Day 63: 25 May 2014; Kinlochleven to Glen Nevis
|Date||Sun 25 May 2014||Start to end time||05h 30m|
|Start point||Kinlochleven||End point||Glen Nevis|
|Miles today||14.67||Cu miles||1,162.77|
|Ft today||2,972||Cu ft||158,231|
|Route miles left||335.77||Route ft left||47,229|
|Today’s weather||Showery in the morning, clear with sunny intervals around noon, showers in late afternoon. Light Easterly breeze. Around 15C|
(the red cross in a circle shows where I am at the moment)
|GPX based track of today’s walk
(click here to access to access downloadable file)
“If Friday was the day of the Massed Hikers, and Saturday was the day of the Mountain Bikers, then today must have been the Day of the Fell Runners. It seems that the West Highland Way is a sort of recreational motorway, and today it was the turn of the fellrunners to appear in their hundreds. I don’t think it was a race, as they appeared to be running both North and South on the track, but it certainly seemed to be a popular pastime. And the people doing it seemed to be a breed apart – small and wiry, and apparently at ease on the mountains with a T shirt, shorts and trainers, and little else. I admired their fortitude.
But I must admit I was glad to leave Kinlochleven this morning. The campsite is small at the best of times, and half of what used to be camping area has now been occupied by, presumably more lucrative, Hobbit Houses. Being a Bank Holiday Saturday, and with decent weather to boot, the campers were out in their droves, so I was cheek by jowl with the sweaty climbers (except I think they were sweaty mountain bikers) that I had so cunningly avoided at Glencoe. So it was noisy and I didn’t get that much sleep. It was raining when I got up, so I didn’t hang around and was away before 8. Curiously, by the way, despite the wet, there were no slugs this morning. Must be something to do with the soil. Or maybe they don’t like midges either.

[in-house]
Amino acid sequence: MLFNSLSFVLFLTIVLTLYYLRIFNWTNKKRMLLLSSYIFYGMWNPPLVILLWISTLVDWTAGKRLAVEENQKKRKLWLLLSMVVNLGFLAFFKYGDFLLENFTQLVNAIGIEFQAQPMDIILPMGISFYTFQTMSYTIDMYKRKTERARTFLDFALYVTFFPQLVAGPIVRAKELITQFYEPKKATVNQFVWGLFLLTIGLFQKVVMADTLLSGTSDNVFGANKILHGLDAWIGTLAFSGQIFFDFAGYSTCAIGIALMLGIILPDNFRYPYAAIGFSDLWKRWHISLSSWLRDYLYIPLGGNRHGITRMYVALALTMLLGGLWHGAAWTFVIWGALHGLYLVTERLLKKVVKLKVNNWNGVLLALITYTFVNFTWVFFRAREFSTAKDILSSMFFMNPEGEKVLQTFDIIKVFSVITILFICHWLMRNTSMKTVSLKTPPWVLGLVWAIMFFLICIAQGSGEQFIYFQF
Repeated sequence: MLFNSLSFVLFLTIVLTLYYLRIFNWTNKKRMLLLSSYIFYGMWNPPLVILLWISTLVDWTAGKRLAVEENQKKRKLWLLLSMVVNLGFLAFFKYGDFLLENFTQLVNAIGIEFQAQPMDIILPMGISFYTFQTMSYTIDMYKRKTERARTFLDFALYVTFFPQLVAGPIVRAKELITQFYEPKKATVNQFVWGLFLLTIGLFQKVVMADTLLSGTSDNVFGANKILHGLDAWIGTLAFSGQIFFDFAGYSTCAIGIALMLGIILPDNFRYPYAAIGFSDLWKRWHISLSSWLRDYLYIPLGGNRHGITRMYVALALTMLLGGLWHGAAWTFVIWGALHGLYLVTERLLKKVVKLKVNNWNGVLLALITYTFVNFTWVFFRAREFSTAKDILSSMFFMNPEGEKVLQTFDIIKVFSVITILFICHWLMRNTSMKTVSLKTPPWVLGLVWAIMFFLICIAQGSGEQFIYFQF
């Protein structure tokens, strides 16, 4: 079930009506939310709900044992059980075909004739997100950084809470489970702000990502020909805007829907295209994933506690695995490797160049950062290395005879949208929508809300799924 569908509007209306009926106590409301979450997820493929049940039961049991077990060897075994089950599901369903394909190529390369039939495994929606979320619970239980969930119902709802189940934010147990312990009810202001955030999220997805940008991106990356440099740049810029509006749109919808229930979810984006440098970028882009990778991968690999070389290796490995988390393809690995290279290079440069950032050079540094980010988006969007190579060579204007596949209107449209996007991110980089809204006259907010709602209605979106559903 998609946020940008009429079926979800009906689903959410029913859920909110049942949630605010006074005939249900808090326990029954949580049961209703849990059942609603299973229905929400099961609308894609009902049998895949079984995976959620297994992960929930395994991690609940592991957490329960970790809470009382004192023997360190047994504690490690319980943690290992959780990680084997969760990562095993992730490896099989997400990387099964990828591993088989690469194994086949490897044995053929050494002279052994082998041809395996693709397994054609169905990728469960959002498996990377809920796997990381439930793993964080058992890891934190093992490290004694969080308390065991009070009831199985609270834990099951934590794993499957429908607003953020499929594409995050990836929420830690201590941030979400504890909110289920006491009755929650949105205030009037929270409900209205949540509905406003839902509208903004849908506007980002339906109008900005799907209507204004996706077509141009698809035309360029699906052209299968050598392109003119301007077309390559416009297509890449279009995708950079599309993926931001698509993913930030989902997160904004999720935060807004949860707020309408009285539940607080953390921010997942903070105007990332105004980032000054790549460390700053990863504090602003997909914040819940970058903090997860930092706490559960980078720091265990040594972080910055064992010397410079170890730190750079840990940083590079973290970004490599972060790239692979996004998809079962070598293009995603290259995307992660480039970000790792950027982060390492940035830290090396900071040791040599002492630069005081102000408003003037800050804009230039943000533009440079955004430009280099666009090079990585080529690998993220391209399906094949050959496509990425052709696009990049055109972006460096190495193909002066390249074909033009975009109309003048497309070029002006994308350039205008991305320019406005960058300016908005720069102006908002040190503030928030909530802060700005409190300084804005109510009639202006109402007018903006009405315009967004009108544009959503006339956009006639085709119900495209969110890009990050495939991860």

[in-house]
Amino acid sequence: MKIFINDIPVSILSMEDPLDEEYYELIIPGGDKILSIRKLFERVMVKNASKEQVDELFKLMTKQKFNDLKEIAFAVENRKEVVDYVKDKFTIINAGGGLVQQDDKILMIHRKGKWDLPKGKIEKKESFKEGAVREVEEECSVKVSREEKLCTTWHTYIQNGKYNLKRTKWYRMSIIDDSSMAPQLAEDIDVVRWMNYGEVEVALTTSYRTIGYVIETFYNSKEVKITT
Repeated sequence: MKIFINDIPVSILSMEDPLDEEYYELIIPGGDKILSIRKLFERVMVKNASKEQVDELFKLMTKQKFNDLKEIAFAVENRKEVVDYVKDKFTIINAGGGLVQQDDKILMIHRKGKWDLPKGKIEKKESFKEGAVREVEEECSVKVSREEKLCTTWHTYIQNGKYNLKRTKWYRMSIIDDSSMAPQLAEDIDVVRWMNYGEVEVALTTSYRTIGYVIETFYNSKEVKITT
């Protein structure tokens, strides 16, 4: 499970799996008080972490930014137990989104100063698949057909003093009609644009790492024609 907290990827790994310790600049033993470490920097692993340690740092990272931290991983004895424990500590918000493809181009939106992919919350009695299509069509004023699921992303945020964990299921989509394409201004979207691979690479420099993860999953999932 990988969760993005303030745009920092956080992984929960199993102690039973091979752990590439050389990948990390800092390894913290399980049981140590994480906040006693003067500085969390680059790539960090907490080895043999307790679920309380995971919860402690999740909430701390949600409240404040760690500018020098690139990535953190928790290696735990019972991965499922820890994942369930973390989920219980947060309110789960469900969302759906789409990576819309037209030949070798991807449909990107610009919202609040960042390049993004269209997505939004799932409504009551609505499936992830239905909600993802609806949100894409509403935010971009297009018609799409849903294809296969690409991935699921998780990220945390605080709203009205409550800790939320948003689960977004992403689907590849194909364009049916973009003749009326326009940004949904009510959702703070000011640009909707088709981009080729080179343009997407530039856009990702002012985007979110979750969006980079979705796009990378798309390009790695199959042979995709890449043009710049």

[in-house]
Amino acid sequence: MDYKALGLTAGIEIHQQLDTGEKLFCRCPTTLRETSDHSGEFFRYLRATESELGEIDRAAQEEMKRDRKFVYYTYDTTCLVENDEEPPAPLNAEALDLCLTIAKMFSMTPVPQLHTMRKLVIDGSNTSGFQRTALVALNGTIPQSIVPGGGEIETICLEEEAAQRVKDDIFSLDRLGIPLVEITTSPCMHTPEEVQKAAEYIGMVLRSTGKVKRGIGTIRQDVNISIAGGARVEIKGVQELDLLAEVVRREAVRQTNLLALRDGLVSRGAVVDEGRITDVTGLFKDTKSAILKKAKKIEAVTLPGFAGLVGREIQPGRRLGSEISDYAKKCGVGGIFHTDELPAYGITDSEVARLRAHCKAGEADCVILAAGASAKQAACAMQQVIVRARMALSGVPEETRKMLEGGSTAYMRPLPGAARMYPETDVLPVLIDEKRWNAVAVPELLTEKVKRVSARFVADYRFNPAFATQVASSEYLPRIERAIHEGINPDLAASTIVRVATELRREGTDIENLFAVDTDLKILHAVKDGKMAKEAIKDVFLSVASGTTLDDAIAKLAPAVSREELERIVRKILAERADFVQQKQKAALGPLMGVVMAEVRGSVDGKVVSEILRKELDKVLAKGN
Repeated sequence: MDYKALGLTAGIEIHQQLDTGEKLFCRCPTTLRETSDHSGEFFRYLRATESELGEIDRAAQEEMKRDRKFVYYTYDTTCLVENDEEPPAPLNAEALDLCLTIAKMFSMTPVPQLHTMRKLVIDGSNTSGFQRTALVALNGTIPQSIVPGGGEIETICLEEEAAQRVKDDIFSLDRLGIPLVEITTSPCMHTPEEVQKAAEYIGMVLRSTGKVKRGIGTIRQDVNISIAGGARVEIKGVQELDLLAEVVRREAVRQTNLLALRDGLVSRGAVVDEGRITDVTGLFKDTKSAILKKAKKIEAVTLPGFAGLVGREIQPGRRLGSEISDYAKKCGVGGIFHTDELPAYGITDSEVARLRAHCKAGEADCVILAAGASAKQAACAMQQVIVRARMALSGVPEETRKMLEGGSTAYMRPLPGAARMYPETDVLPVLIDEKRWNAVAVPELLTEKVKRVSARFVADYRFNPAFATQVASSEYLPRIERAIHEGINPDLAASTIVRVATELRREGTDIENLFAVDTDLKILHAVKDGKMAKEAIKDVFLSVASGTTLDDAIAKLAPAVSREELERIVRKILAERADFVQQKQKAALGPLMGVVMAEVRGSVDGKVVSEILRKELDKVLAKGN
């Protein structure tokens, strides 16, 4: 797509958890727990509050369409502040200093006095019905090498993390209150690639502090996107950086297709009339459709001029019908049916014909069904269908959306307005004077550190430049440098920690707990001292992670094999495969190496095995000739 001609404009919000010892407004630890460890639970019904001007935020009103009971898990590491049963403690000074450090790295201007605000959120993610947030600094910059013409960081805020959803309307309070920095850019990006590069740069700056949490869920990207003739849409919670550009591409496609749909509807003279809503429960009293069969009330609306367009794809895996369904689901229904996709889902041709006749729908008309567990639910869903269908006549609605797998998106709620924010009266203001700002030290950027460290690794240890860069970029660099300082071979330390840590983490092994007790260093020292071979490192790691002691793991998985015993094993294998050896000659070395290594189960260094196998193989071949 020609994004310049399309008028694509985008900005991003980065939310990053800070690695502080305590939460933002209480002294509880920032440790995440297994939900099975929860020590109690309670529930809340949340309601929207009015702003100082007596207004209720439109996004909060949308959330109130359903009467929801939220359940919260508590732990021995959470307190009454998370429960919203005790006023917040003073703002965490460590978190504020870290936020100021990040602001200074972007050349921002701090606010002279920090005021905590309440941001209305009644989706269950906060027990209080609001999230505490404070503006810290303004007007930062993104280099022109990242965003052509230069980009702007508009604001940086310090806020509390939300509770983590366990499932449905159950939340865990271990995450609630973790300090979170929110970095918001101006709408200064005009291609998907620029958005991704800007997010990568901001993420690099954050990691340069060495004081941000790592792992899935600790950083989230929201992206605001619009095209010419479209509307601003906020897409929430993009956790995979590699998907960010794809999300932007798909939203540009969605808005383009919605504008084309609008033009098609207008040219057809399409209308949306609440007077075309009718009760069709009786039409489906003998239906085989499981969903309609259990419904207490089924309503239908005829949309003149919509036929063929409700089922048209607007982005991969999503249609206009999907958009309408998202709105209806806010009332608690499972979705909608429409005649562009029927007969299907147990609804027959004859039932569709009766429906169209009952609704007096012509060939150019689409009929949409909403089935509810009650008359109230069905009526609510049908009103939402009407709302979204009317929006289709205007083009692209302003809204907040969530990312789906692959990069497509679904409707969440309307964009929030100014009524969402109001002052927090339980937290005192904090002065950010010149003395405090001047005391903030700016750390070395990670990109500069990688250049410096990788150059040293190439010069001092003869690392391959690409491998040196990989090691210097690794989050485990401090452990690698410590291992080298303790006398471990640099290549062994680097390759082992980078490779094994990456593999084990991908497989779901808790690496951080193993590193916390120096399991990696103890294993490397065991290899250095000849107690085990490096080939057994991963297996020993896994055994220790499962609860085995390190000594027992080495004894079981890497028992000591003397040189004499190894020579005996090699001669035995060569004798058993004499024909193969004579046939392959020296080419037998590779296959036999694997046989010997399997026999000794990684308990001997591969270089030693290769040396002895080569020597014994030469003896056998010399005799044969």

I made a good pace up the side of the Glen to reach a plateau area which overlooks Loch Leven. The clouds started to lift and by late morning, the sun was shining. I managed to get to the summit, where the path starts to drop down into Glen Nevis, before the various sporting hordes arrived, and I enjoyed the solitude. As the path goes round the corner into Glen Nevis, you start to get impressive views of Ben Nevis itself, looming over the glen. Today it was shrouded in wraiths of mist and it looked like a very forbidding destination for tomorrow’s walk!
Once again, I was running early so unusually I took a detour to a “vitrified fort”, which added both distance and climbing. There wasn’t much evidence of the fort, or of its vitrification, but it made a brilliant spot to enjoy outstanding views up and down Glen Nevis.
I descended through the woods to the campsite in Glen Nevis where I am writing this. I am cocooned in my tent, sheltering from the rain which has just started and the midges which have just smelled blood. My next task is to complete the preparations for ascent of “The Ben” tomorrow. I’m both apprehensive and excited at the prospect of ticking off one of the most important milestones on my journey. Here’s hoping for good weather!”